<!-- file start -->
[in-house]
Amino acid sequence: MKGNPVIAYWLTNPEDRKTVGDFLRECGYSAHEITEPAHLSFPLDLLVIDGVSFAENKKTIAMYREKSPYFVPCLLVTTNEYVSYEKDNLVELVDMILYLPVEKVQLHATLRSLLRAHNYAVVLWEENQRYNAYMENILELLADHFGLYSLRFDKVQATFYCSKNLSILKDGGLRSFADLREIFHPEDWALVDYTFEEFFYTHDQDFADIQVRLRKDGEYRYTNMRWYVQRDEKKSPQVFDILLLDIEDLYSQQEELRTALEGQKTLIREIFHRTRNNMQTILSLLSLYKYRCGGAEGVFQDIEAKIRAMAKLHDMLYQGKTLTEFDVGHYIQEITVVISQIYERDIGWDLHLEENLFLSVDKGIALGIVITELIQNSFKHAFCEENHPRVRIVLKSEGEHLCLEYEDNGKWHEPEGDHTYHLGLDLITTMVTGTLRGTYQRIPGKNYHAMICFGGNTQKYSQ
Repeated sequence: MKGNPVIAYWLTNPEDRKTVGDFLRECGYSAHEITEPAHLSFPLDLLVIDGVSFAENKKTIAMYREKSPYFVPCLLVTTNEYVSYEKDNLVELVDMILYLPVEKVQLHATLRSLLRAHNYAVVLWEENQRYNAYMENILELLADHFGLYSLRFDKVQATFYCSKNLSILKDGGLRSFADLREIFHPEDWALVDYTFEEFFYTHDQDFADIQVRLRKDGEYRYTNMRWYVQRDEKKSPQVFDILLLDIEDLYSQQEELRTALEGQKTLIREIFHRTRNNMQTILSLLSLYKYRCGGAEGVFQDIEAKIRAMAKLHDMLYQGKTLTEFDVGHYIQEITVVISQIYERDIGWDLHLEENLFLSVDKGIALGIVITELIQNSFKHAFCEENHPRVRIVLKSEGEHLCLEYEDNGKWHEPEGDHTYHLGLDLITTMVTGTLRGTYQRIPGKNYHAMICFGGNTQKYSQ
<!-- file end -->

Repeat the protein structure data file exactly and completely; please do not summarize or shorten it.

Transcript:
[in-house]
Amino acid sequence: MKGNPVIAYWLTNPEDRKTVGDFLRECGYSAHEITEPAHLSFPLDLLVIDGVSFAENKKTIAMYREKSPYFVPCLLVTTNEYVSYEKDNLVELVDMILYLPVEKVQLHATLRSLLRAHNYAVVLWEENQRYNAYMENILELLADHFGLYSLRFDKVQATFYCSKNLSILKDGGLRSFADLREIFHPEDWALVDYTFEEFFYTHDQDFADIQVRLRKDGEYRYTNMRWYVQRDEKKSPQVFDILLLDIEDLYSQQEELRTALEGQKTLIREIFHRTRNNMQTILSLLSLYKYRCGGAEGVFQDIEAKIRAMAKLHDMLYQGKTLTEFDVGHYIQEITVVISQIYERDIGWDLHLEENLFLSVDKGIALGIVITELIQNSFKHAFCEENHPRVRIVLKSEGEHLCLEYEDNGKWHEPEGDHTYHLGLDLITTMVTGTLRGTYQRIPGKNYHAMICFGGNTQKYSQ
Repeated sequence: MKGNPVIAYWLTNPEDRKTVGDFLRECGYSAHEITEPAHLSFPLDLLVIDGVSFAENKKTIAMYREKSPYFVPCLLVTTNEYVSYEKDNLVELVDMILYLPVEKVQLHATLRSLLRAHNYAVVLWEENQRYNAYMENILELLADHFGLYSLRFDKVQATFYCSKNLSILKDGGLRSFADLREIFHPEDWALVDYTFEEFFYTHDQDFADIQVRLRKDGEYRYTNMRWYVQRDEKKSPQVFDILLLDIEDLYSQQEELRTALEGQKTLIREIFHRTRNNMQTILSLLSLYKYRCGGAEGVFQDIEAKIRAMAKLHDMLYQGKTLTEFDVGHYIQEITVVISQIYERDIGWDLHLEENLFLSVDKGIALGIVITELIQNSFKHAFCEENHPRVRIVLKSEGEHLCLEYEDNGKWHEPEGDHTYHLGLDLITTMVTGTLRGTYQRIPGKNYHAMICFGGNTQKYSQ